Blockchains running on the basis of the proof of stake concept benefit from the so-called validator nodes which are similar to the PoW mining nodes to a certain degree.
Lightweight nodes are all devices that run any kind of software necessary to handle cryptocurrencies, eg. crypto wallets. They can provide network routing and wallet services. Light nodes don’t need to store the entire blockchain copy, but only parts of it, necessary to run their desired operations, like sending and receiving funds. They can run on low-power devices.
Lightweight nodes access the real-time blockchain status through their connection to the full nodes.
Some blockchains also use masternodes. These tend to be more powerful than regular full nodes. On top of other full node functionalities, masternodes assist with other operations on the blockchain, such as managing voting events, providing protocol execution, and enforcing the rules of the respective blockchain.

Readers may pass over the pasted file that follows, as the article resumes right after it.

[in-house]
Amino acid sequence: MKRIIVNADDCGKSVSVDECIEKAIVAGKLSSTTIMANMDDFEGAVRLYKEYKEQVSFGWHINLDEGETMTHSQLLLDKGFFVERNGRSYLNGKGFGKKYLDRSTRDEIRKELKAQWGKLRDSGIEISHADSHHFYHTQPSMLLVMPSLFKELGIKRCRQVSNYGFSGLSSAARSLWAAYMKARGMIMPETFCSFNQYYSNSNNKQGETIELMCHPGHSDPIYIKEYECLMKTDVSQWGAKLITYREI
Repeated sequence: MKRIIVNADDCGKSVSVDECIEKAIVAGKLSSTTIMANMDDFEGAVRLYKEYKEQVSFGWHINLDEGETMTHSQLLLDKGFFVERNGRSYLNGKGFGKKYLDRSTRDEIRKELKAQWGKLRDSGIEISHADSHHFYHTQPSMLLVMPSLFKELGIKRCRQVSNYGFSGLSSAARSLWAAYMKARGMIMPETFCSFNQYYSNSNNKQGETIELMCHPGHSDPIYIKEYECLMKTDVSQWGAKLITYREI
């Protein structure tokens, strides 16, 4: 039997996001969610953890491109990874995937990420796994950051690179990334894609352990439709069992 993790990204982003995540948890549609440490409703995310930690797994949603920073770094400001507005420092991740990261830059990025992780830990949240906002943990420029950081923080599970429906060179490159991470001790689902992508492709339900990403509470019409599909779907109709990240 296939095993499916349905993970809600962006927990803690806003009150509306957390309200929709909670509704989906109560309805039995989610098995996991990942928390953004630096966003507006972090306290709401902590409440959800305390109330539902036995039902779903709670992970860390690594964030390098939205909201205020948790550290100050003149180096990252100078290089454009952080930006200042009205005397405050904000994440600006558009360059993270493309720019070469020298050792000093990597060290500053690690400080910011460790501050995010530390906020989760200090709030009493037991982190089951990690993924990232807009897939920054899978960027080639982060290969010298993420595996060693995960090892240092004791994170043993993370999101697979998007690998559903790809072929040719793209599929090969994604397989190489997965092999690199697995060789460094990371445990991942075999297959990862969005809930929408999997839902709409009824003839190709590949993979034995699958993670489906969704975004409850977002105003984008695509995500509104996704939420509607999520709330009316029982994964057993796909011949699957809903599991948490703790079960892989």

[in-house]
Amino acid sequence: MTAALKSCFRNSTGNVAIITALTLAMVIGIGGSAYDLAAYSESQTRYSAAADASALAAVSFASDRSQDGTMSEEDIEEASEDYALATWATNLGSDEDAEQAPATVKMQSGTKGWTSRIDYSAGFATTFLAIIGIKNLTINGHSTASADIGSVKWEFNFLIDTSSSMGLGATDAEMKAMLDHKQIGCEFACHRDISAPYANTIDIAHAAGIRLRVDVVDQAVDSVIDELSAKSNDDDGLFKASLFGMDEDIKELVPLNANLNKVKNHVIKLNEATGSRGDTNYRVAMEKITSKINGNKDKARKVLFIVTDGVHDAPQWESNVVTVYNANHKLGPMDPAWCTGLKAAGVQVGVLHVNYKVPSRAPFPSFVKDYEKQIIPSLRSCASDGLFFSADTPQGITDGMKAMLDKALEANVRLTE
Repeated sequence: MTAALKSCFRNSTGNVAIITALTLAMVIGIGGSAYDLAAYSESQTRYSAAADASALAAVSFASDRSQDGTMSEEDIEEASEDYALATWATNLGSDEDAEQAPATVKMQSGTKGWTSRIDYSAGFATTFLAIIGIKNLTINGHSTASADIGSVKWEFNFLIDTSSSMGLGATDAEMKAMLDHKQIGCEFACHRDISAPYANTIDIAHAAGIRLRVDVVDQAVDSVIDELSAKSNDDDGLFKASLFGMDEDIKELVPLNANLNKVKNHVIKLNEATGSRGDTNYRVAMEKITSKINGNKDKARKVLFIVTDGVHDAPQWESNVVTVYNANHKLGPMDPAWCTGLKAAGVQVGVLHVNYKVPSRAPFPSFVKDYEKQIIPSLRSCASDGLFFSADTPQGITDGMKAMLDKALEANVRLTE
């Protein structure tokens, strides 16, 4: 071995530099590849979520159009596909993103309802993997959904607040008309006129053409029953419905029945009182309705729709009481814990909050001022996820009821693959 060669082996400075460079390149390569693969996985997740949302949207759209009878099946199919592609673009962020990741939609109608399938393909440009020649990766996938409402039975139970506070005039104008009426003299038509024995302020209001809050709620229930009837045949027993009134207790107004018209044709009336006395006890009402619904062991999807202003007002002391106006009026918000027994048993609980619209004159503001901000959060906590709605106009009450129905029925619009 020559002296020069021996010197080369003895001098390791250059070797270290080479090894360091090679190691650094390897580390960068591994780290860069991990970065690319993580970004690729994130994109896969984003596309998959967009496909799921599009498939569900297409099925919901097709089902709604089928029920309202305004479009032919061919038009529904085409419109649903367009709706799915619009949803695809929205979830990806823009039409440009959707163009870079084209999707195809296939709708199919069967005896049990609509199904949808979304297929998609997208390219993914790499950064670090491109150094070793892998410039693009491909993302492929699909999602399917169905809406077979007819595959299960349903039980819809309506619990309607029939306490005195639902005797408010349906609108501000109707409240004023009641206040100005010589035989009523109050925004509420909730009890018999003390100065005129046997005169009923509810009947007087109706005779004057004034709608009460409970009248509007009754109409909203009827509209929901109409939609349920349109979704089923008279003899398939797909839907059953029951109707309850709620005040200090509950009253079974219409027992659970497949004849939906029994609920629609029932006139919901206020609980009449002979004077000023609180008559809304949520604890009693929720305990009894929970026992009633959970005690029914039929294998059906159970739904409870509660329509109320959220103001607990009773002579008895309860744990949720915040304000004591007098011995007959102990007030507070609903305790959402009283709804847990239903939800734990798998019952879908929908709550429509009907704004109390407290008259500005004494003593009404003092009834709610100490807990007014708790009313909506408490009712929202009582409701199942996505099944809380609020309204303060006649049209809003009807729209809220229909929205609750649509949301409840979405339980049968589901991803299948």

Running a masternode requires more technical knowledge and consumes a lot more resources (energy, uptime, maintenance, storage space, and memory). Participants also need to stake a lot of coins as collateral, but they get compensated by a share of the block rewards.
One of the best-known blockchains with built-in masternodes is Dash (DASH).
The idea behind the node network
The blockchain structure incentivizes its participants to respect the rules of the game. No matter who is involved, if they want to make a profit they must ensure validity of new blocks creating consensus in the peer-to-peer network. Firstly, nodes can get compensated for confirming new blocks and secondly, by achieving consensus they contribute to the blockchain stability and higher price of crypto coins, which again represents profit for all blockchain participants.
Tempering with the blockchain is almost impossible and it makes much more sense for all participants to respect the rules and play it fair. It’s really the only sure way for nodes to make money in this technology masterpiece called the blockchain.